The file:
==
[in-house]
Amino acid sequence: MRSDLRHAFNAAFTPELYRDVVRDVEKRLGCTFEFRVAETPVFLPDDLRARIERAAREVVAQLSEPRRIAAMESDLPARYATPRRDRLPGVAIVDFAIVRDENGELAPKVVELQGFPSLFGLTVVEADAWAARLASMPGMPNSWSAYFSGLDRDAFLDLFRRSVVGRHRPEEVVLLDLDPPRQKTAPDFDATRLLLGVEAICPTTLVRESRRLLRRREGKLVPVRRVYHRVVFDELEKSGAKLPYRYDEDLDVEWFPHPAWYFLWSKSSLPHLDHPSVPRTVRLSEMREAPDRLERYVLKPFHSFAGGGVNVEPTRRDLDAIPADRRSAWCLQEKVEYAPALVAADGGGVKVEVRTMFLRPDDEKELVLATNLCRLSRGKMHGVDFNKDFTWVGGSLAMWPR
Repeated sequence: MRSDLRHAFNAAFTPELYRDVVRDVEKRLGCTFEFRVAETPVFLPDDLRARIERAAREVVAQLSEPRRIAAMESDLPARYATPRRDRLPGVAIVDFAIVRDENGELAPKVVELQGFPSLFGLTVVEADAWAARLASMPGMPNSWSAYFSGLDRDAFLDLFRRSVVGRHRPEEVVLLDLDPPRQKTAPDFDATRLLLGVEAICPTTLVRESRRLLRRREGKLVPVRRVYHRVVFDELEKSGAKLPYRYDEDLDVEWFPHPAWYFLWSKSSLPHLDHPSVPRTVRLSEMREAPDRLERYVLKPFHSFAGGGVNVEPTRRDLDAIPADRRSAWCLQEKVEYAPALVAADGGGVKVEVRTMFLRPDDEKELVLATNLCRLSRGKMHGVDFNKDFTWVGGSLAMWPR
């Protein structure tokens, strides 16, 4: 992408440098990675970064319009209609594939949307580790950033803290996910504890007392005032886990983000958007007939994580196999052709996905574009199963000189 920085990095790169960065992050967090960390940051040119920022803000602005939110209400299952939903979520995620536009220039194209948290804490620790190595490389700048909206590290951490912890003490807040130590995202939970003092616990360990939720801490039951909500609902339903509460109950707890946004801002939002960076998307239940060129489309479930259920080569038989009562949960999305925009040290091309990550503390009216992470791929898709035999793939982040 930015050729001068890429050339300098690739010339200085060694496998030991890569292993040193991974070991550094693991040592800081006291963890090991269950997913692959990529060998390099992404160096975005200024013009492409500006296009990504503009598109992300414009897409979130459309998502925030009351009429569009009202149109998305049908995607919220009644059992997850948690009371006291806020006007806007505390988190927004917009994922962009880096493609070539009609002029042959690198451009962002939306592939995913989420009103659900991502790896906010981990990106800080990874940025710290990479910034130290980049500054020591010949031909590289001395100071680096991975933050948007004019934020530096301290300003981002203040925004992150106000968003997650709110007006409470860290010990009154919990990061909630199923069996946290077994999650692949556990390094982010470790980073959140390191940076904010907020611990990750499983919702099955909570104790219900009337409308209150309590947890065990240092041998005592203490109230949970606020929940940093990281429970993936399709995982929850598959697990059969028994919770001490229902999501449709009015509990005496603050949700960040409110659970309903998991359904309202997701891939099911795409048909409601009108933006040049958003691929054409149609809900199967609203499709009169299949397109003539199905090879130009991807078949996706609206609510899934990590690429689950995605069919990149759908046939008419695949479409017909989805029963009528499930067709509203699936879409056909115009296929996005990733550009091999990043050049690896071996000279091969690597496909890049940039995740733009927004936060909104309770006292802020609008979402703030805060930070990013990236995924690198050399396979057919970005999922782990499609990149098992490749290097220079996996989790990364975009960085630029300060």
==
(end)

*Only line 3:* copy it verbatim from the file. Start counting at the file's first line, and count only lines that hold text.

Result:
Repeated sequence: MRSDLRHAFNAAFTPELYRDVVRDVEKRLGCTFEFRVAETPVFLPDDLRARIERAAREVVAQLSEPRRIAAMESDLPARYATPRRDRLPGVAIVDFAIVRDENGELAPKVVELQGFPSLFGLTVVEADAWAARLASMPGMPNSWSAYFSGLDRDAFLDLFRRSVVGRHRPEEVVLLDLDPPRQKTAPDFDATRLLLGVEAICPTTLVRESRRLLRRREGKLVPVRRVYHRVVFDELEKSGAKLPYRYDEDLDVEWFPHPAWYFLWSKSSLPHLDHPSVPRTVRLSEMREAPDRLERYVLKPFHSFAGGGVNVEPTRRDLDAIPADRRSAWCLQEKVEYAPALVAADGGGVKVEVRTMFLRPDDEKELVLATNLCRLSRGKMHGVDFNKDFTWVGGSLAMWPR